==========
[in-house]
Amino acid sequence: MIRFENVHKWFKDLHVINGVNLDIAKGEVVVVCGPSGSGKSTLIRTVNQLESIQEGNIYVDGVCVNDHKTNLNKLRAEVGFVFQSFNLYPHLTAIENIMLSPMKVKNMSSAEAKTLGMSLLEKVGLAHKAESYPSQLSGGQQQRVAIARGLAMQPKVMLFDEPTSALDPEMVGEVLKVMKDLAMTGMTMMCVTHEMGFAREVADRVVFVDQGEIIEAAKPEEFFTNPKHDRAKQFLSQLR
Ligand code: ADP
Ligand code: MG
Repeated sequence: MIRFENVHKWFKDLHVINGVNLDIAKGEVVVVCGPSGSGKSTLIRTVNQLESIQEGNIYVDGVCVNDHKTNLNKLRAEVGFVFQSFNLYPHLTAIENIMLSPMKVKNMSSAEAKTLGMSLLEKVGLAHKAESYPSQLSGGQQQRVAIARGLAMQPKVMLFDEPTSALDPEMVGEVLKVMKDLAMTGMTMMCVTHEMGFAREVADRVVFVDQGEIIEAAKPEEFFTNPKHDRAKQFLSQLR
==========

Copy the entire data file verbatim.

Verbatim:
[in-house]
Amino acid sequence: MIRFENVHKWFKDLHVINGVNLDIAKGEVVVVCGPSGSGKSTLIRTVNQLESIQEGNIYVDGVCVNDHKTNLNKLRAEVGFVFQSFNLYPHLTAIENIMLSPMKVKNMSSAEAKTLGMSLLEKVGLAHKAESYPSQLSGGQQQRVAIARGLAMQPKVMLFDEPTSALDPEMVGEVLKVMKDLAMTGMTMMCVTHEMGFAREVADRVVFVDQGEIIEAAKPEEFFTNPKHDRAKQFLSQLR
Ligand code: ADP
Ligand code: MG
Repeated sequence: MIRFENVHKWFKDLHVINGVNLDIAKGEVVVVCGPSGSGKSTLIRTVNQLESIQEGNIYVDGVCVNDHKTNLNKLRAEVGFVFQSFNLYPHLTAIENIMLSPMKVKNMSSAEAKTLGMSLLEKVGLAHKAESYPSQLSGGQQQRVAIARGLAMQPKVMLFDEPTSALDPEMVGEVLKVMKDLAMTGMTMMCVTHEMGFAREVADRVVFVDQGEIIEAAKPEEFFTNPKHDRAKQFLSQLR